Should America Throw Away People Convicted of a Violent Offense?

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Should America Throw Away People Convicted of a Violent Offense?

Absolute justice is achieved by the suppression of all contradiction:

Therefore it destroys freedom.

The Rebel, pt. 5, “Historic Murder”

Albert Camus

Should America Throw Away People Convicted of a Violent Offense?

There has been a major emphasis in the U.S. prison system to reduce the population of “non-violent offenders” by releasing many people in this category, particularly those convicted of non-violent drug offenses. Although this is an admirable step in the direction of beginning to address the established American pattern of imprisoning its citizens, the monumental, virtually insurmountable problem of mass incarceration requires that a closer look be taken at the personal background of all prisoners, the circumstances and causes of the offenses, and whether or not they represent an ongoing danger to society. These significant issues were addressed in an article written by Derek Gilna entitled, “Justice Policy Institute Report Challenges Reformers to Focus on Violent Crimes.” It was published in the May 2016 edition of Prison Legal News.

A slight decrease in the number of American prisoners has taken place during the past few years. However, given the huge prison population in the United States – over 1.5 million according to 2019 BJS reports – it is not sufficient to acknowledge and act upon the self evident truth that the vast majority of prisoners who are being expensively institutionalized for offenses that did not involve physically harming victims should not be incarcerated in America’s reprehensible prison punishment system. Every effort should be made to reduce the “non-violent” prison population by releasing as many people as possible into beefed up parole, probation, electronic monitoring and other post-incarceration monitoring methods. However, any plan to make significant progress in addressing America’s stranglehold on international mass incarceration must take into account the fact that of the 1.5 million prisoners in the United States, a sizeable number of offenses that involved an act of violence. Compared to state prisons, federal penal institutions have a larger percentage of prisoners convicted of drug and immigration crimes. In contrast, half of the American state prison population has been convicted of a violent offense. It will be impossible to make significant progress in dealing with the bloated, expensive U.S. prison industrial complex without dealing with this huge category of prisoners.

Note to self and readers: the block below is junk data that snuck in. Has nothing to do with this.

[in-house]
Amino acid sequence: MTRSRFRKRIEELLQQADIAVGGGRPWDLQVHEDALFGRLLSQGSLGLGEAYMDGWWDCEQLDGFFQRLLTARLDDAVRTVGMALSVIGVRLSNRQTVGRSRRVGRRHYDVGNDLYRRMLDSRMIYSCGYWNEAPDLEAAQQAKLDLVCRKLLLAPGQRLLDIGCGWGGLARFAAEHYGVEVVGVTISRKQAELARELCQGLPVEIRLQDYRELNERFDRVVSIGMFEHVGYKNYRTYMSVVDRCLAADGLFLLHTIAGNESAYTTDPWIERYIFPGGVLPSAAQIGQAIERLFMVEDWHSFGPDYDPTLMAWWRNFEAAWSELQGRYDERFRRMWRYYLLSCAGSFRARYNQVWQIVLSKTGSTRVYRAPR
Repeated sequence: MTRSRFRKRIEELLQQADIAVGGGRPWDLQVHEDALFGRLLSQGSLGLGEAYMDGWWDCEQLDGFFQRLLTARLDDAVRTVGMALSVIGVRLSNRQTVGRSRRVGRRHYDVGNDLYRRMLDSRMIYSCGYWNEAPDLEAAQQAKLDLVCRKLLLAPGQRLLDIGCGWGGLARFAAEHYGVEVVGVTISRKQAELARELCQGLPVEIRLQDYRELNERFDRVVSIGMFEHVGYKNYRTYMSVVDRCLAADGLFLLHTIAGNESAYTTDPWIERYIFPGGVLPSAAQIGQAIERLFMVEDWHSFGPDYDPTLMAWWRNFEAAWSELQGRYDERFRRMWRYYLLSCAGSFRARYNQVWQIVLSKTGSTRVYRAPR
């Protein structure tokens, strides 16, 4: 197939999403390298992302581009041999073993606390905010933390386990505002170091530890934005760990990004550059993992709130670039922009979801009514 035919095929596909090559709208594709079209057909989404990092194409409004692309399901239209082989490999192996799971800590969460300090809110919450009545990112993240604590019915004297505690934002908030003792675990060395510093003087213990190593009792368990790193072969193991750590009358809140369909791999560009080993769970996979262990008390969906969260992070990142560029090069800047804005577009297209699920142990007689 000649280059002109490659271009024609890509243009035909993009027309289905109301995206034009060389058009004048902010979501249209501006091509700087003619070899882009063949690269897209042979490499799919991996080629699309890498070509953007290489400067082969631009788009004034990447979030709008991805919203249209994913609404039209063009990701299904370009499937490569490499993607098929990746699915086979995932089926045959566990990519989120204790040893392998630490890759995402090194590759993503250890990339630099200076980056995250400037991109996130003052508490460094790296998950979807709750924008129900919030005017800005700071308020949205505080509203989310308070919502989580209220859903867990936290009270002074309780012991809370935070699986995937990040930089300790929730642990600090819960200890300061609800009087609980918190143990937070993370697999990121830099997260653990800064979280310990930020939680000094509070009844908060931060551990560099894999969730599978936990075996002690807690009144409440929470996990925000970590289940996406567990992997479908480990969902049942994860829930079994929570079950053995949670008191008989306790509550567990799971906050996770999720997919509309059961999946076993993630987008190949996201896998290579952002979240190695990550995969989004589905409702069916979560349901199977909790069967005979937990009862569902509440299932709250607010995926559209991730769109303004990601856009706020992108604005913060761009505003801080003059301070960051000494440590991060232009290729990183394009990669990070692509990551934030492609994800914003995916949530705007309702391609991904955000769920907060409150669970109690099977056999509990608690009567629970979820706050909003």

In his highly publicized visit to a federal prison in July 2015, President Barack Obama drew attention to mass incarceration and commuted the sentences of hundreds of non-violent prisoners, mostly those convicted of drug related offenses. Looking at the enormous number of imprisoned Americans, President Obama asked a highly important question, “Can we, in fact, significantly reduce the prison population if we’re only focusing on non-violent offenses, where part of the reason that in some countries – in Europe, for example – that have a much lower incarceration rate, is because they don’t sentence people for such long periods of time?” With an automatic sentence of 15 years maximum for murder convictions, many European countries have insured that they won’t follow the American way of locking the door and burying the prisoners and the key when it comes to sentencing and imprisoning “violent offenders.” Democratic 2020 presidential candidate Cory Booker (D. N.J.) stated this. “I just want to…give you a foreshadow of the future of what we do as a society. We have labeled so many things violent crimes in such a huge way that we have got to start having an honest conversation about what really we want to do as a society…I am just saying that we have to reexamine the system as a whole.”